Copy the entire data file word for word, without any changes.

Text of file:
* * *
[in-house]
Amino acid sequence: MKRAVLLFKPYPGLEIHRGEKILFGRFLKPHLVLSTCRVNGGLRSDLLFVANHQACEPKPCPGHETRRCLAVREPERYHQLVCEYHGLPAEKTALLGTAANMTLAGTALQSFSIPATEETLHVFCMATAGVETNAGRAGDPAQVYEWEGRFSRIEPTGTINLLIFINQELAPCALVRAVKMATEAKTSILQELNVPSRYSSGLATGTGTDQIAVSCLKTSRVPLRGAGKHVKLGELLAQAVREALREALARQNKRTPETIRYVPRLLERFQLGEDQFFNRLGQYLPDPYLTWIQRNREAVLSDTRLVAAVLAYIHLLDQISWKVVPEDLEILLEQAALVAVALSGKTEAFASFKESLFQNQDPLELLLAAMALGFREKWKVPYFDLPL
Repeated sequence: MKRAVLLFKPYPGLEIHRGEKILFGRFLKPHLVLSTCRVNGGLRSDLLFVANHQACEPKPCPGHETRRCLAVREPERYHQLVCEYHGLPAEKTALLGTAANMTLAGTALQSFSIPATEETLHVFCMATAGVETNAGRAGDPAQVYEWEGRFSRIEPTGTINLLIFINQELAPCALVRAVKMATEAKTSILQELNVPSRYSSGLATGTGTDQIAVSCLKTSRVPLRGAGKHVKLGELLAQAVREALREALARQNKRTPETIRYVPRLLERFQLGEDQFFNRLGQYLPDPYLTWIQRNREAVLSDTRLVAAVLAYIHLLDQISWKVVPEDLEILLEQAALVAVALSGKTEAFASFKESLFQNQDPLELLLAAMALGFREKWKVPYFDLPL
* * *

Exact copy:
[in-house]
Amino acid sequence: MKRAVLLFKPYPGLEIHRGEKILFGRFLKPHLVLSTCRVNGGLRSDLLFVANHQACEPKPCPGHETRRCLAVREPERYHQLVCEYHGLPAEKTALLGTAANMTLAGTALQSFSIPATEETLHVFCMATAGVETNAGRAGDPAQVYEWEGRFSRIEPTGTINLLIFINQELAPCALVRAVKMATEAKTSILQELNVPSRYSSGLATGTGTDQIAVSCLKTSRVPLRGAGKHVKLGELLAQAVREALREALARQNKRTPETIRYVPRLLERFQLGEDQFFNRLGQYLPDPYLTWIQRNREAVLSDTRLVAAVLAYIHLLDQISWKVVPEDLEILLEQAALVAVALSGKTEAFASFKESLFQNQDPLELLLAAMALGFREKWKVPYFDLPL
Repeated sequence: MKRAVLLFKPYPGLEIHRGEKILFGRFLKPHLVLSTCRVNGGLRSDLLFVANHQACEPKPCPGHETRRCLAVREPERYHQLVCEYHGLPAEKTALLGTAANMTLAGTALQSFSIPATEETLHVFCMATAGVETNAGRAGDPAQVYEWEGRFSRIEPTGTINLLIFINQELAPCALVRAVKMATEAKTSILQELNVPSRYSSGLATGTGTDQIAVSCLKTSRVPLRGAGKHVKLGELLAQAVREALREALARQNKRTPETIRYVPRLLERFQLGEDQFFNRLGQYLPDPYLTWIQRNREAVLSDTRLVAAVLAYIHLLDQISWKVVPEDLEILLEQAALVAVALSGKTEAFASFKESLFQNQDPLELLLAAMALGFREKWKVPYFDLPL